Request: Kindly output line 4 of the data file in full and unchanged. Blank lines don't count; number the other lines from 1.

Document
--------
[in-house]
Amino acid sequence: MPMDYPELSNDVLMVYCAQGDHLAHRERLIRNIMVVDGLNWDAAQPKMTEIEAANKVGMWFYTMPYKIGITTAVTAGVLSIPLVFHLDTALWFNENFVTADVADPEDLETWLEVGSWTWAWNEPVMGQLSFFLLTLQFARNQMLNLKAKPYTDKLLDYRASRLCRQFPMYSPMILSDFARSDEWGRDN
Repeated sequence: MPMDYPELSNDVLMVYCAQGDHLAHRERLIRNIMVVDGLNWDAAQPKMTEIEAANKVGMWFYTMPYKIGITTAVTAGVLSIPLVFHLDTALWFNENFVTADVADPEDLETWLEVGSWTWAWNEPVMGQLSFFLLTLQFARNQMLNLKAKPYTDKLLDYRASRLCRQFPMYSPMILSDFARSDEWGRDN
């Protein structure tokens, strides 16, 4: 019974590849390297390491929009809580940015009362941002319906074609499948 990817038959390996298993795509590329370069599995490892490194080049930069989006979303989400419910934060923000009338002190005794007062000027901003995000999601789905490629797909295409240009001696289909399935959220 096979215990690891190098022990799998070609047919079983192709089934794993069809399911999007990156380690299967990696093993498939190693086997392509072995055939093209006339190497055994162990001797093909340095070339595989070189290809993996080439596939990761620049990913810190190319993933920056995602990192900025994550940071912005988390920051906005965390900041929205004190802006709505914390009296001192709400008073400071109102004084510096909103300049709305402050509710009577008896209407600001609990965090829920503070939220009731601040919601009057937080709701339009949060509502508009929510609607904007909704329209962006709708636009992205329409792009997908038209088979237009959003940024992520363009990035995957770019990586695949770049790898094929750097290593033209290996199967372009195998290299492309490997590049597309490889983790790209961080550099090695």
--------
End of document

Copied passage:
């Protein structure tokens, strides 16, 4: 019974590849390297390491929009809580940015009362941002319906074609499948 990817038959390996298993795509590329370069599995490892490194080049930069989006979303989400419910934060923000009338002190005794007062000027901003995000999601789905490629797909295409240009001696289909399935959220 096979215990690891190098022990799998070609047919079983192709089934794993069809399911999007990156380690299967990696093993498939190693086997392509072995055939093209006339190497055994162990001797093909340095070339595989070189290809993996080439596939990761620049990913810190190319993933920056995602990192900025994550940071912005988390920051906005965390900041929205004190802006709505914390009296001192709400008073400071109102004084510096909103300049709305402050509710009577008896209407600001609990965090829920503070939220009731601040919601009057937080709701339009949060509502508009929510609607904007909704329209962006709708636009992205329409792009997908038209088979237009959003940024992520363009990035995957770019990586695949770049790898094929750097290593033209290996199967372009195998290299492309490997590049597309490889983790790209961080550099090695």